"Na'ama" Reviews

Na'ama, named after Hoffman's daughter, is his second solo release after The Dreamer (Fresh Sound, 1999), and is built on original compositions, most of them referencing traditional Arabic maqams or scales. Unlike Youssef, Hoffman doesn't try to discover new musical territory, but still, his unassuming and straightforward playing finds new colors in the oud. The tender accompaniment of bass player Omer Avital and percussionist Rea Bar Nes, the latter especially while playing the marimba, offers Hoffman great flexibility. On the captivating ”Na'ama,” Hoffman and Bar Nes improvise on a simple lullaby melody, while on “Longa Abu Musa” they stretch the traditional form of the longa into a swift run of solos. The twelve short tracks on Na'ama don't deviate to a significant degree from traditional oud playing or tune structures, but they showcase a highly gifted player, who successfully combines his Western musical education with one of his homeland's musical traditions.” - Eyal Hareuveni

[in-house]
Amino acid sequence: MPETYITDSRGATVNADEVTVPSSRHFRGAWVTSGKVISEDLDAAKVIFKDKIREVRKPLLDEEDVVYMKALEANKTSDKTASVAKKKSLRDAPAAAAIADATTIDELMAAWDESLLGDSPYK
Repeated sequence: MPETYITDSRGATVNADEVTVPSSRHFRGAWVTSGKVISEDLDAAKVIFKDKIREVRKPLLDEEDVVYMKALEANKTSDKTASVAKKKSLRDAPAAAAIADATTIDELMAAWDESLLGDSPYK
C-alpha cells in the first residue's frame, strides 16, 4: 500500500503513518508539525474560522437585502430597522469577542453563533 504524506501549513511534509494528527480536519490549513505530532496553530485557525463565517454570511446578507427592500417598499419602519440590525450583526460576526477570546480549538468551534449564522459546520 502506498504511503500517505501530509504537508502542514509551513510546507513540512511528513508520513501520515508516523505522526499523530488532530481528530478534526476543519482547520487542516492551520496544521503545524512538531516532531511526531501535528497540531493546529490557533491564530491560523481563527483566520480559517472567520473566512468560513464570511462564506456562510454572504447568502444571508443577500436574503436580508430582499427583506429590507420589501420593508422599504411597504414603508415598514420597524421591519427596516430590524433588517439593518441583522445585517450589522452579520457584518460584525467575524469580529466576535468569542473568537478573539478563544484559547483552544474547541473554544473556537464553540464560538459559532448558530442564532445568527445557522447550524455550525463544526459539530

All About Jazz

The album features somewhat surprising instrumentation, including violin, bass, and marimba – the latter being a rather original choice for this sort of musical context. Hoffman’s compositions are noticeably influenced by traditional Arabic music, while primarily exploring an individualistic mix of jazz and pop. The gentle textures and rhythms soothe and invigorate. While he’s still a guitar player and teacher, the oud is how Hoffman chooses to make his mark here. In fact, Na’ama is devoid of guitar. This is an understated, but unique and therefore memorable album.” - Paula Kirman

Global Rhythm